Here’s an Angle on the Continuing ‘Crisis of Authority’


The article was posted on Feb. 7, 2015, on Salon.com, and it is entitled “Anti-vaxxers are not the enemy: Science, politics, and the crisis of authority,” which you can read in its entirety.

But, for a quicker read, here’s a highlight:

“Most people making the decision not to vaccinate are mothers who are being demonized for a confusion and mistrust that is in fact widely shared, if in less dramatic form.

“For better or worse, at least climate denial and the vaccine debate are in the forefront of public discourse. Numerous forms of authority still lie concealed, or are carefully protected. I don’t know how to evaluate a former German newspaper editor’s recent claim that for years he published stories supplied to him by the CIA, because the story has been entirely ignored by the American media. Then there’s the new government in Greece, the first one in Europe to directly challenge the fiscal austerity regime imposed by global financial institutions. That’s a story of political and economic confrontation that could reshape the history of our century. It has been covered, all right — in a defensive and patronizing tone transparently designed to reassure readers that the neoliberal order often called the ‘Washington consensus’ is not in danger, and that the silly radicals in Athens will have to grow up and take their medicine like everybody else.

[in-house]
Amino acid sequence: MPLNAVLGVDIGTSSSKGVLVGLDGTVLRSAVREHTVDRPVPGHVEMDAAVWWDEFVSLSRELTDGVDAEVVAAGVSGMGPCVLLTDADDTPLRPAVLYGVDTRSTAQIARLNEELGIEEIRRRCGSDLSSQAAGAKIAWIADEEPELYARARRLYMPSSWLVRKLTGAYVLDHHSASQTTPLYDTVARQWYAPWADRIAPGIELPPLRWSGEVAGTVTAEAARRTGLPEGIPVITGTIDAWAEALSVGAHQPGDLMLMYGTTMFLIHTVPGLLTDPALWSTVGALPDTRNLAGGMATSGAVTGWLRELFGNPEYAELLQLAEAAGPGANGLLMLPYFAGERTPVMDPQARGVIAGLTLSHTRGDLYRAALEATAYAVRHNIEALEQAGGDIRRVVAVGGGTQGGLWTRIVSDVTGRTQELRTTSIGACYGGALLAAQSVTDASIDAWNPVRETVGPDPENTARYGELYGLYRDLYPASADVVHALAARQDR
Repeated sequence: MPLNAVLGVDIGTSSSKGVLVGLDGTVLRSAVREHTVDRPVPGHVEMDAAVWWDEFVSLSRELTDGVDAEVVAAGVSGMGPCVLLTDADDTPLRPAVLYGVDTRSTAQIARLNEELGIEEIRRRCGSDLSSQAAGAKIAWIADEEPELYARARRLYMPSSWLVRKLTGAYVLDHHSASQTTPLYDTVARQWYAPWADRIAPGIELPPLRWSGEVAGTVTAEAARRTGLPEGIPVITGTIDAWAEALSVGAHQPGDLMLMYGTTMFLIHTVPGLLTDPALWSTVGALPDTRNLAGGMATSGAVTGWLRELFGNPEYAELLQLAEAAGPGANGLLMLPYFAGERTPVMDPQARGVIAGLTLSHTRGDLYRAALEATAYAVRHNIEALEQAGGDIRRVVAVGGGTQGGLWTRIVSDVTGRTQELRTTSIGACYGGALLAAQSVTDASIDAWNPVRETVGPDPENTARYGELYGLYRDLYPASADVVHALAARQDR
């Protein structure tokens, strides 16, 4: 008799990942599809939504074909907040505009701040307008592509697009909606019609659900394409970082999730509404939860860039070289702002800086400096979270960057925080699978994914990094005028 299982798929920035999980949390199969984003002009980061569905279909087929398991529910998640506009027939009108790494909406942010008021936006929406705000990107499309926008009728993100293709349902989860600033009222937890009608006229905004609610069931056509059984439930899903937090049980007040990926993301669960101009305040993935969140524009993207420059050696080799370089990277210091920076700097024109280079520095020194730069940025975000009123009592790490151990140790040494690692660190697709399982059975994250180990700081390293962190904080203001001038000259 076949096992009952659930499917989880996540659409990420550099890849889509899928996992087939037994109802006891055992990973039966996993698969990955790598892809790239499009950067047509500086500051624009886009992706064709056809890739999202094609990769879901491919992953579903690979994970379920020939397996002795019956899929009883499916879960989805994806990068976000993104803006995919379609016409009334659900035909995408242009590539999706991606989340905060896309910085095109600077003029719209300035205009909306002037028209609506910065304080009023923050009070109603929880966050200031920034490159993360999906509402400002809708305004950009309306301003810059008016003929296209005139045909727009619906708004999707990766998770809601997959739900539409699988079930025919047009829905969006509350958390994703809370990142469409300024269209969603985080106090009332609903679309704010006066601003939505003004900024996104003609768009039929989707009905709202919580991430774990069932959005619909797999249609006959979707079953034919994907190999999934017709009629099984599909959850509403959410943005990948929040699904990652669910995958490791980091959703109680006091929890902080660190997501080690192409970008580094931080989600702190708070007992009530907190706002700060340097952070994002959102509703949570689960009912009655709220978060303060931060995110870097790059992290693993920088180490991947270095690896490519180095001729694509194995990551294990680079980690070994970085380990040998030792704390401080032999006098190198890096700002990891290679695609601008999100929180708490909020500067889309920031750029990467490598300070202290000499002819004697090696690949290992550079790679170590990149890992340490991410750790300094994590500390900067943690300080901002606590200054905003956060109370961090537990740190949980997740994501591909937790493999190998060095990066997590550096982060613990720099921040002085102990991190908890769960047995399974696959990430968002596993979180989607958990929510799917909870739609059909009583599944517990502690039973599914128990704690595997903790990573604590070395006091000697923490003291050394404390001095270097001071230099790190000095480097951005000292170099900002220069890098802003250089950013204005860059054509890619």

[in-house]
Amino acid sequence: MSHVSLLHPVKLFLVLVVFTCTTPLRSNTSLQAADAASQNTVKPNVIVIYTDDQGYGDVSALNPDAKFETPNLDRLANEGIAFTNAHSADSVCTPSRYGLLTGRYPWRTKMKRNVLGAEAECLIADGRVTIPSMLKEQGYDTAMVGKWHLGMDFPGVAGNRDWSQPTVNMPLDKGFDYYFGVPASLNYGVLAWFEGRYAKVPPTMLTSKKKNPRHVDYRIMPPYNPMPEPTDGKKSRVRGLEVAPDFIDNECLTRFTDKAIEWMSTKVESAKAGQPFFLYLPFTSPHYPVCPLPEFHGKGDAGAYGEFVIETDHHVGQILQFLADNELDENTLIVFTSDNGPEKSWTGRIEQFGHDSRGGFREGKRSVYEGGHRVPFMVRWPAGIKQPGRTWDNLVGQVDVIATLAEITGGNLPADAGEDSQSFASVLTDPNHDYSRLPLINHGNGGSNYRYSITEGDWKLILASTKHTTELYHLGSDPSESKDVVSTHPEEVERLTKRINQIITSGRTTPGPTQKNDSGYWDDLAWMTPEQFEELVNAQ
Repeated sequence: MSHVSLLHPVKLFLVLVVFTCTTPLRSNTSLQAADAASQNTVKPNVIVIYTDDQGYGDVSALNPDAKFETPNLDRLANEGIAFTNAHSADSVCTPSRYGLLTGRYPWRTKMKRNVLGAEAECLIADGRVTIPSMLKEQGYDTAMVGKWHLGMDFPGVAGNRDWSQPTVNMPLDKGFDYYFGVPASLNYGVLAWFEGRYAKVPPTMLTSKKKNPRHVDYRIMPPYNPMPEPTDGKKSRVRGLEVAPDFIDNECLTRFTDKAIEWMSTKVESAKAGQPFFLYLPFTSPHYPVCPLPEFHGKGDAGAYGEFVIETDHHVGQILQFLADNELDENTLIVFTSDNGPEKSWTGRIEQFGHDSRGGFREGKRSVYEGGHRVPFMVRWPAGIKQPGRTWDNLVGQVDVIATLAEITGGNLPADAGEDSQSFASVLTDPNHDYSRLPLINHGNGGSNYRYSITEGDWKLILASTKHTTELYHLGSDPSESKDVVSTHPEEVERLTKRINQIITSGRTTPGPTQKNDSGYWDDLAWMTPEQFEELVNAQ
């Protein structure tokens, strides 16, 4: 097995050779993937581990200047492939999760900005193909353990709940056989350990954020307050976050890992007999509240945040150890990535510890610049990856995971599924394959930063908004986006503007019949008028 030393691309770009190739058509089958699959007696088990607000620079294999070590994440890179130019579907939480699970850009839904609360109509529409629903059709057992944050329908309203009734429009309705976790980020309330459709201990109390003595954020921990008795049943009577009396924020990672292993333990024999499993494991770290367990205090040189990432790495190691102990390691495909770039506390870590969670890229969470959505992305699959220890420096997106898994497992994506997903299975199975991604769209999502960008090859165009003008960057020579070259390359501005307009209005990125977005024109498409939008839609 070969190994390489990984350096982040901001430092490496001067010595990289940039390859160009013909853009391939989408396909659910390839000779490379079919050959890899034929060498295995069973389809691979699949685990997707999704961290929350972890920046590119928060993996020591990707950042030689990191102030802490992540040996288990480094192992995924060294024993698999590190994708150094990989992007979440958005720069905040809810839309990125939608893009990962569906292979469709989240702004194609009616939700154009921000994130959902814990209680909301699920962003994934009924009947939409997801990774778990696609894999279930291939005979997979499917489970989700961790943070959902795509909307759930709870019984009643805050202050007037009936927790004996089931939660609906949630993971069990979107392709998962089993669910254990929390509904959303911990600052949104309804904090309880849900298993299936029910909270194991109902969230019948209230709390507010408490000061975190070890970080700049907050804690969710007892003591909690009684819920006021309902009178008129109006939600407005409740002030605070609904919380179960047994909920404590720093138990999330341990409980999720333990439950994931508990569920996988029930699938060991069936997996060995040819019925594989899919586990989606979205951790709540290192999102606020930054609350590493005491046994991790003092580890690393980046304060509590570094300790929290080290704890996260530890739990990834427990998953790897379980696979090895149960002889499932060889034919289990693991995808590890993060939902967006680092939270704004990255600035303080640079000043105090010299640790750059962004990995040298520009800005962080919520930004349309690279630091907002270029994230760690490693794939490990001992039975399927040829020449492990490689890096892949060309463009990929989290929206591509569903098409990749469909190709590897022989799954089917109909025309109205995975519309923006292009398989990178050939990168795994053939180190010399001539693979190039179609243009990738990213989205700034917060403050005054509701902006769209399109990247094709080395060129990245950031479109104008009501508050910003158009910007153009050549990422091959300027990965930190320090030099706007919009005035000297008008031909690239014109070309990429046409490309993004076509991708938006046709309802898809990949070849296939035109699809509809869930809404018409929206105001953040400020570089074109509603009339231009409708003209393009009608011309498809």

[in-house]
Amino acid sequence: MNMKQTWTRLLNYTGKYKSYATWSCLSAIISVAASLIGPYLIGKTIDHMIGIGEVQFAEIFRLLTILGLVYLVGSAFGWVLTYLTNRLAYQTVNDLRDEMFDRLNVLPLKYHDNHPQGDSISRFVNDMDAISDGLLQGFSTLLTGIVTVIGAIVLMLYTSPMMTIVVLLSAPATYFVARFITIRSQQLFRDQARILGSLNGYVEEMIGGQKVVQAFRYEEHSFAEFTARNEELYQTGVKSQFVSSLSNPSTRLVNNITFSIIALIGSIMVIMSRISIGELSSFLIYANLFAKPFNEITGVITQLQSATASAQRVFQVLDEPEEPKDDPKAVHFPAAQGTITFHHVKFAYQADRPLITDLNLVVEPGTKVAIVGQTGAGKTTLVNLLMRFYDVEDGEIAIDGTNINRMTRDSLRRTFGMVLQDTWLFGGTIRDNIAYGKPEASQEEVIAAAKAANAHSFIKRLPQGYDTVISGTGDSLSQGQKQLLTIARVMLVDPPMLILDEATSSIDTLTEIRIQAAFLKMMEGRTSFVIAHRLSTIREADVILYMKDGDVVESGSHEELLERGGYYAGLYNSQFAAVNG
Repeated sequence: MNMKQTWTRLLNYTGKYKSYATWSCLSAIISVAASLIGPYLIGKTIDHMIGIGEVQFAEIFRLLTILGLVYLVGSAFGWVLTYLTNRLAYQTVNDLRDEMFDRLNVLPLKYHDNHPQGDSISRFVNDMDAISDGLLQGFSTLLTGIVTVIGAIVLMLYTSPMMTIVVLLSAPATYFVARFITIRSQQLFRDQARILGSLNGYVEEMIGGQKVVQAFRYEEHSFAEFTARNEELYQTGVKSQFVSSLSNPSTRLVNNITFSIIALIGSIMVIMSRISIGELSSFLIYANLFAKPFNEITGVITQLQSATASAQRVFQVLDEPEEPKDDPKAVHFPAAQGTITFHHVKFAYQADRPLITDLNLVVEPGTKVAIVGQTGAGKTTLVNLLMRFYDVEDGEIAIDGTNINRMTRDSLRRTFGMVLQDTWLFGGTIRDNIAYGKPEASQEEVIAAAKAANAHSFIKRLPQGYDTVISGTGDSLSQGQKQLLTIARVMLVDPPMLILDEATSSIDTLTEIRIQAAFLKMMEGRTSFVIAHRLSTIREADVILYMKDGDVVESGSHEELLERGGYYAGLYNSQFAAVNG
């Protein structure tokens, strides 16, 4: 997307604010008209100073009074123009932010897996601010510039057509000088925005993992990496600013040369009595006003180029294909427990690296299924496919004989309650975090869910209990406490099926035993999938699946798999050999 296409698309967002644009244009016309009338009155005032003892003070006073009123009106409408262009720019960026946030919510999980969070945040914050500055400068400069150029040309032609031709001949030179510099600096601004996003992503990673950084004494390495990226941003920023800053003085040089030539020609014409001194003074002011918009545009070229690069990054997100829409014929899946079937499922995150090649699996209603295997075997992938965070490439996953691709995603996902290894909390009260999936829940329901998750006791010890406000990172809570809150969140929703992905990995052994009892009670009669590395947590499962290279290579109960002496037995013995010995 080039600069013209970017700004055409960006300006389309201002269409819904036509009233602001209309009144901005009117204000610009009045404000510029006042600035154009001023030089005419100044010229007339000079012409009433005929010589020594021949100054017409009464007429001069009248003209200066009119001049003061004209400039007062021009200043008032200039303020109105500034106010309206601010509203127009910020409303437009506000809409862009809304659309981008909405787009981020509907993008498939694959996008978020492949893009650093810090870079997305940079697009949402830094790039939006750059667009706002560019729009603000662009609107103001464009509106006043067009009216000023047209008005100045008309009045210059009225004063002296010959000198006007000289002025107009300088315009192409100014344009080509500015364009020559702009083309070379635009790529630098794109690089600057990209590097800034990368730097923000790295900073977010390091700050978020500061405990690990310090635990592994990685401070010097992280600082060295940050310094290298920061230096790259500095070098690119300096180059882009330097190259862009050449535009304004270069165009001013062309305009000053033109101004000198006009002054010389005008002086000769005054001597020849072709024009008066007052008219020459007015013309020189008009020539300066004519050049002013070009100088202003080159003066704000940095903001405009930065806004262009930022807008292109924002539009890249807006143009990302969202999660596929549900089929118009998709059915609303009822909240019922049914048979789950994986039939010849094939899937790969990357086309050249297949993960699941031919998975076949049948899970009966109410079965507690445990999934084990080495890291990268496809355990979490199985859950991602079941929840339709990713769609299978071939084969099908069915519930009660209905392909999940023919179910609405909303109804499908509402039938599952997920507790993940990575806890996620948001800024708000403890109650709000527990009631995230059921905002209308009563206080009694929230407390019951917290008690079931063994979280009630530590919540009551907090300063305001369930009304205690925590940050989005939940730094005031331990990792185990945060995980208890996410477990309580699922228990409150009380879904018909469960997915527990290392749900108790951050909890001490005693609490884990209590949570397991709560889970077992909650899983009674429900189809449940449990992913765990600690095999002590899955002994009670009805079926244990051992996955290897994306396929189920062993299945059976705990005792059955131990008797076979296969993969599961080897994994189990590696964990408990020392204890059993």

“Critical thinking about the nature of authority might induce us to wonder why those stories are invisible, or spun as dry policy questions for readers of the business pages, while so much bandwidth is occupied with making fun of a few vaccine loons. It might cause us to notice that treating people who feel genuine uncertainty about mainstream medicine as if they were low-achieving children only makes the problem worse, and that it’s absurd to assert that questioning the Catholic Church or the National Football League is good, but questioning the name-brand institutions of the scientific world is bad.

“Science considered as a method and a process is likely, over the long haul and after a lot of trial and error, to provide us with good answers. Science expressed as a social and historical institution – as a source of authority, in other words — is another matter entirely, and a far more complicated story than we can tell here. It has extended life and cured disease and improved agriculture, and it has brought us eugenics and the Tuskegee experiments and Hiroshima and Zyklon-B and a whole host of amazing pesticides and herbicides and preservatives and plastics that have permeated every square millimeter of the planet’s surface and the bodies of all its creatures, and whose long-term effects are not known but don’t look that great.”

From “Anti-vaxxers are not the enemy,” by Andrew O’Hehir

Draw from that and infer what you will.

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